Mafra found the same kind of free fantasy in Štěpán Zavřel. Her sister met him while visiting the Uffizi, and a friendship was born from this chance meeting. One evening, they were sitting in an old brewery in the historic city center and talking about their projects. They both dreamed of creating a book for children. However, it was to be a project different from those available on the market, a book – as Štěpán used to say – “made of art”. The inspiration for its creation was supposed to be a painting of a great artist. And thus the “Magic Fish” was born, inspired by Paul Klee’s “Goldfish”, with Mafra writing the text and Štěpán illustrating. This illustrated book was published in 1966 by Annette Betz of Munich and reprinted in 2010 by Bohem Press in Italy.
Italianist, literary scholar, and Italian-to-Polish translator.
Ewa holds a PhD in the humanities from the University of Warsaw and University of Padua, is currently an assistant professor at the Institute of Literary Studies of the Cardinal Stefan Wyszyński University in Warsaw, has won multiple scholarships from the Italian Ministry of Foreign Affairs, and is currently a member of the Leopold Staff Award Committee. Her translations include the works of Gianni Rodari, Roberto Piumini, Beatrice Alemagna, and Davide Morosinotto, among others. She spends her free time reading, hiking in the woods, and doing DIY. She loves mountains, good coffee, peony flowers, and her two children, Irenka and Antoś. She lives in Warsaw.
Cultural expert, literary translator, and food writer.
From Italian Natalia has translated books by Dario Fo and Sandro Veronesi, young adult series by Moony Witcher and picture books by Gabriele Clima, among others. Among her translations from English are Adam Nicolson’s A Seabird’s Cry, Marie Benedict’s The Other Einstein and Paul Shapiro’s Clean Meat. She writes about Polish food in English for culture.pl and runs her own website about culinary history “ Przeszłość od kuchni”. She lives in Warsaw.
Passionate multilingual translator from Italian, French, and English to Polish.
Monika graduated in French Philology at Jagiellonian University and in Literature at the Faculty of Humanities and Human Sciences at Paris XII University. In addition, she holds a Postgraduate Degree in Sworn Translation (French-Polish) from the UNESCO Chair for Translation Studies and Intercultural Communication. She takes great pride in having successfully translated over 20 books, including novels by Elisa Puricelli Guerra and Francesco Gungui, as well as several feature and documentary films for film festivals. Monika especially enjoys translating children’s literature, and she remains deeply in love with the books from her own childhood. She is addicted to TV series about secret agents, travel off the beaten track and tiramisu. She lives in Cracow.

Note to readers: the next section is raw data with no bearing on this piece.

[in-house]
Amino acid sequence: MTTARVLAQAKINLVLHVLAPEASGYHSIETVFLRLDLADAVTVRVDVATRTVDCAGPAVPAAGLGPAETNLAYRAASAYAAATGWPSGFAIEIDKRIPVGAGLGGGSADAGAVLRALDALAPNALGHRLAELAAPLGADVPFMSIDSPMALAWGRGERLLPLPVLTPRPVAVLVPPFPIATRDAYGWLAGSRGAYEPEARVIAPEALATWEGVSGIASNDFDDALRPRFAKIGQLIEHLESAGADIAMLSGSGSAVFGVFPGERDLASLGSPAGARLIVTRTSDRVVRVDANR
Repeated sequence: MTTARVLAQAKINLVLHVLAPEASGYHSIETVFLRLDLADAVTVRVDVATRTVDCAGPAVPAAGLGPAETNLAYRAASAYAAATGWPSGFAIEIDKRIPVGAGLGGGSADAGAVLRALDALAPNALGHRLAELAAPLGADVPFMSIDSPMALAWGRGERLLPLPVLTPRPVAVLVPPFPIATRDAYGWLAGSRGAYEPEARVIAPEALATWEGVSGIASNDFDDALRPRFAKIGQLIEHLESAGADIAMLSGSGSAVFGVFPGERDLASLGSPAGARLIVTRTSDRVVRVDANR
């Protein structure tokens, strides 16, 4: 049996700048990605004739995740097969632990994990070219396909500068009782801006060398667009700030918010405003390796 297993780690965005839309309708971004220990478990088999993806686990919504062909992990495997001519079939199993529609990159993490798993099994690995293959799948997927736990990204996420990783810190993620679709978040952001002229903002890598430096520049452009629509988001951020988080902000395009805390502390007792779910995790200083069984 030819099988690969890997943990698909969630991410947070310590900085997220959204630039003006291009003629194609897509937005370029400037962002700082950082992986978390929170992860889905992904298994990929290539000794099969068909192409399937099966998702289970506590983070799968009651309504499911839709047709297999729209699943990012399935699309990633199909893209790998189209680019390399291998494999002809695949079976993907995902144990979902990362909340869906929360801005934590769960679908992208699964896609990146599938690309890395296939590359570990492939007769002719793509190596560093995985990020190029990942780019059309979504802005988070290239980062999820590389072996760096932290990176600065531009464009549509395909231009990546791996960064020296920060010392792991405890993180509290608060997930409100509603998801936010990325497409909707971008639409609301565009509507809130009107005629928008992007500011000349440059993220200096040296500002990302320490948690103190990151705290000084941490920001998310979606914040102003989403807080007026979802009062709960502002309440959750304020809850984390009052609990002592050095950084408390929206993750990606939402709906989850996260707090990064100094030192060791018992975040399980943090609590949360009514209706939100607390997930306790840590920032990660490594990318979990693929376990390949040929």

The European continent covers over 10 million square kilometers, and is inhabited by 746 million citizens of 46 countries. Europe is a cauldron of many nationalities, which mix and enrich each other, in many languages and over a variety of landscapes. From snowy Norway to steamy Greece, from the Atlantic Ocean to the Ural Mountains, the European identity is a mosaic of cultures, openness and kindness.
When we think about European culture we envision ancient Greek amphitheaters and temples, the Roman Forum, gothic cathedrals, literature and music from all ages, and the paintings of old Flemish Masters. This is our heritage, which inspires us to our hearts content.
More and more people migrate, they settle in new places, to study, work, and sometimes start a new life. In doing do, Europeans experience a multicultural and multilingual environment, setlling down in places far from where they were born.
This was also the experience of the Czech creator and the core figure of our project – Štěpán Zavřel, who migrated from the country where he was born.
Fortunately, in Europe today, we can freely travel, work and start a family. This mobility highlights the importance to both focus on what unites us, what we have in common, without forgetting those parts of our identity and culture that differentiate us and define us as individuals.
Europe is a continent of many languages, which is why translation and interpretation are so important in promulgating its culture. For many years translators and interpreters were underestimated, yet their work brings us closer to the greatest works of literature, introduce us to Europe’s many rich cultures, and thanks to their efforts we can visit other countries without leaving home.
The „I, European” project is focused on supporting and promoting the variety of cultures and languages, and thanks to our translators we can glimpse the fairy-tale lands of Štěpán Zavřel’s books.